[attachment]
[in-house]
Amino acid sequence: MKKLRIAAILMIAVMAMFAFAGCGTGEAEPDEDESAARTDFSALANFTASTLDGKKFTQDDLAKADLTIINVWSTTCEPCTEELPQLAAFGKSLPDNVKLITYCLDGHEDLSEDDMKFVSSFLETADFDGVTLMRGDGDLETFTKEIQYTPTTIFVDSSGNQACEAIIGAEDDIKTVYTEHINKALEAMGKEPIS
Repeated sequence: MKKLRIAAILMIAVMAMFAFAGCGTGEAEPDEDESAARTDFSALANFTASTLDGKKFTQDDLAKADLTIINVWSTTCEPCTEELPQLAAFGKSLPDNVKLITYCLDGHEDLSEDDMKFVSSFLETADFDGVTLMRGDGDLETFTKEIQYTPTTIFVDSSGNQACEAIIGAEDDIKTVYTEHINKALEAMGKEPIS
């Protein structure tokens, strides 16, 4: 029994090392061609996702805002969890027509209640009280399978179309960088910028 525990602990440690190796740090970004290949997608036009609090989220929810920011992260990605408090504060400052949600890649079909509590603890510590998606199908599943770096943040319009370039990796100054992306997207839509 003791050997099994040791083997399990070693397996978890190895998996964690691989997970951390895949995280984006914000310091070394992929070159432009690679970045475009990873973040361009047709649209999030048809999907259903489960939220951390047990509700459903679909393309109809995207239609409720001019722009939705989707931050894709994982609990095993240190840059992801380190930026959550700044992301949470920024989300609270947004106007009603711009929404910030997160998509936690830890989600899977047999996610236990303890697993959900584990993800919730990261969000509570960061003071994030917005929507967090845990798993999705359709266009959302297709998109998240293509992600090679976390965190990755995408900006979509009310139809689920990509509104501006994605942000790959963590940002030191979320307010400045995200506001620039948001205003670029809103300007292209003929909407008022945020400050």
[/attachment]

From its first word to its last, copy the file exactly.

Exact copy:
[in-house]
Amino acid sequence: MKKLRIAAILMIAVMAMFAFAGCGTGEAEPDEDESAARTDFSALANFTASTLDGKKFTQDDLAKADLTIINVWSTTCEPCTEELPQLAAFGKSLPDNVKLITYCLDGHEDLSEDDMKFVSSFLETADFDGVTLMRGDGDLETFTKEIQYTPTTIFVDSSGNQACEAIIGAEDDIKTVYTEHINKALEAMGKEPIS
Repeated sequence: MKKLRIAAILMIAVMAMFAFAGCGTGEAEPDEDESAARTDFSALANFTASTLDGKKFTQDDLAKADLTIINVWSTTCEPCTEELPQLAAFGKSLPDNVKLITYCLDGHEDLSEDDMKFVSSFLETADFDGVTLMRGDGDLETFTKEIQYTPTTIFVDSSGNQACEAIIGAEDDIKTVYTEHINKALEAMGKEPIS
């Protein structure tokens, strides 16, 4: 029994090392061609996702805002969890027509209640009280399978179309960088910028 525990602990440690190796740090970004290949997608036009609090989220929810920011992260990605408090504060400052949600890649079909509590603890510590998606199908599943770096943040319009370039990796100054992306997207839509 003791050997099994040791083997399990070693397996978890190895998996964690691989997970951390895949995280984006914000310091070394992929070159432009690679970045475009990873973040361009047709649209999030048809999907259903489960939220951390047990509700459903679909393309109809995207239609409720001019722009939705989707931050894709994982609990095993240190840059992801380190930026959550700044992301949470920024989300609270947004106007009603711009929404910030997160998509936690830890989600899977047999996610236990303890697993959900584990993800919730990261969000509570960061003071994030917005929507967090845990798993999705359709266009959302297709998109998240293509992600090679976390965190990755995408900006979509009310139809689920990509509104501006994605942000790959963590940002030191979320307010400045995200506001620039948001205003670029809103300007292209003929909407008022945020400050």